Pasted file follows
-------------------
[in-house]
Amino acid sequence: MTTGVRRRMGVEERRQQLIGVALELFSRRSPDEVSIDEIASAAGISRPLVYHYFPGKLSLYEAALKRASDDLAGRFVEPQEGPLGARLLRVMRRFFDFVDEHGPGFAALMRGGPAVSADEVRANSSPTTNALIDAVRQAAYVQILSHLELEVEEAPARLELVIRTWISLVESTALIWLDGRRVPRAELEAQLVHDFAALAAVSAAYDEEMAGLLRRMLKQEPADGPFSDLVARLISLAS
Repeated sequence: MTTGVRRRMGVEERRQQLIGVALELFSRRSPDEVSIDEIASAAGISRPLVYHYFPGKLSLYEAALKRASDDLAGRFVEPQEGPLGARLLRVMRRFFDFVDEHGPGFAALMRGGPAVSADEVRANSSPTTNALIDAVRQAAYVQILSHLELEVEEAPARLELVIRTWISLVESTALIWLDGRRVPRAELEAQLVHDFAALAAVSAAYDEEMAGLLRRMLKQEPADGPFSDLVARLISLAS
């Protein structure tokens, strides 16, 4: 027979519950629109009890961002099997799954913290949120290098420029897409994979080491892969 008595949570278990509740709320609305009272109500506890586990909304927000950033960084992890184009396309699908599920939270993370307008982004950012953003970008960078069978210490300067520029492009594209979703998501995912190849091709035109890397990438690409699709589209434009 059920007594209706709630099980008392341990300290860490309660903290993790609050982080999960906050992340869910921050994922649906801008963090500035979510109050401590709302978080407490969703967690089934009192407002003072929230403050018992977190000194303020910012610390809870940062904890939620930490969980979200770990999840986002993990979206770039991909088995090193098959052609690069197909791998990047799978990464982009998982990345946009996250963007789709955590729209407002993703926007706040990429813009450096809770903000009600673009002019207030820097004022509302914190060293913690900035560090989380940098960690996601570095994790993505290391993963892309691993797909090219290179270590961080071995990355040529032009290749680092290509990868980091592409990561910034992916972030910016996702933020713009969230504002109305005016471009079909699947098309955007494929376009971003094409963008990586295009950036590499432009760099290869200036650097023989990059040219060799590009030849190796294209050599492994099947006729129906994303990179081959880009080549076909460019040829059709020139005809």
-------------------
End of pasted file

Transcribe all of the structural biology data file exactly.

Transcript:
[in-house]
Amino acid sequence: MTTGVRRRMGVEERRQQLIGVALELFSRRSPDEVSIDEIASAAGISRPLVYHYFPGKLSLYEAALKRASDDLAGRFVEPQEGPLGARLLRVMRRFFDFVDEHGPGFAALMRGGPAVSADEVRANSSPTTNALIDAVRQAAYVQILSHLELEVEEAPARLELVIRTWISLVESTALIWLDGRRVPRAELEAQLVHDFAALAAVSAAYDEEMAGLLRRMLKQEPADGPFSDLVARLISLAS
Repeated sequence: MTTGVRRRMGVEERRQQLIGVALELFSRRSPDEVSIDEIASAAGISRPLVYHYFPGKLSLYEAALKRASDDLAGRFVEPQEGPLGARLLRVMRRFFDFVDEHGPGFAALMRGGPAVSADEVRANSSPTTNALIDAVRQAAYVQILSHLELEVEEAPARLELVIRTWISLVESTALIWLDGRRVPRAELEAQLVHDFAALAAVSAAYDEEMAGLLRRMLKQEPADGPFSDLVARLISLAS
């Protein structure tokens, strides 16, 4: 027979519950629109009890961002099997799954913290949120290098420029897409994979080491892969 008595949570278990509740709320609305009272109500506890586990909304927000950033960084992890184009396309699908599920939270993370307008982004950012953003970008960078069978210490300067520029492009594209979703998501995912190849091709035109890397990438690409699709589209434009 059920007594209706709630099980008392341990300290860490309660903290993790609050982080999960906050992340869910921050994922649906801008963090500035979510109050401590709302978080407490969703967690089934009192407002003072929230403050018992977190000194303020910012610390809870940062904890939620930490969980979200770990999840986002993990979206770039991909088995090193098959052609690069197909791998990047799978990464982009998982990345946009996250963007789709955590729209407002993703926007706040990429813009450096809770903000009600673009002019207030820097004022509302914190060293913690900035560090989380940098960690996601570095994790993505290391993963892309691993797909090219290179270590961080071995990355040529032009290749680092290509990868980091592409990561910034992916972030910016996702933020713009969230504002109305005016471009079909699947098309955007494929376009971003094409963008990586295009950036590499432009760099290869200036650097023989990059040219060799590009030849190796294209050599492994099947006729129906994303990179081959880009080549076909460019040829059709020139005809």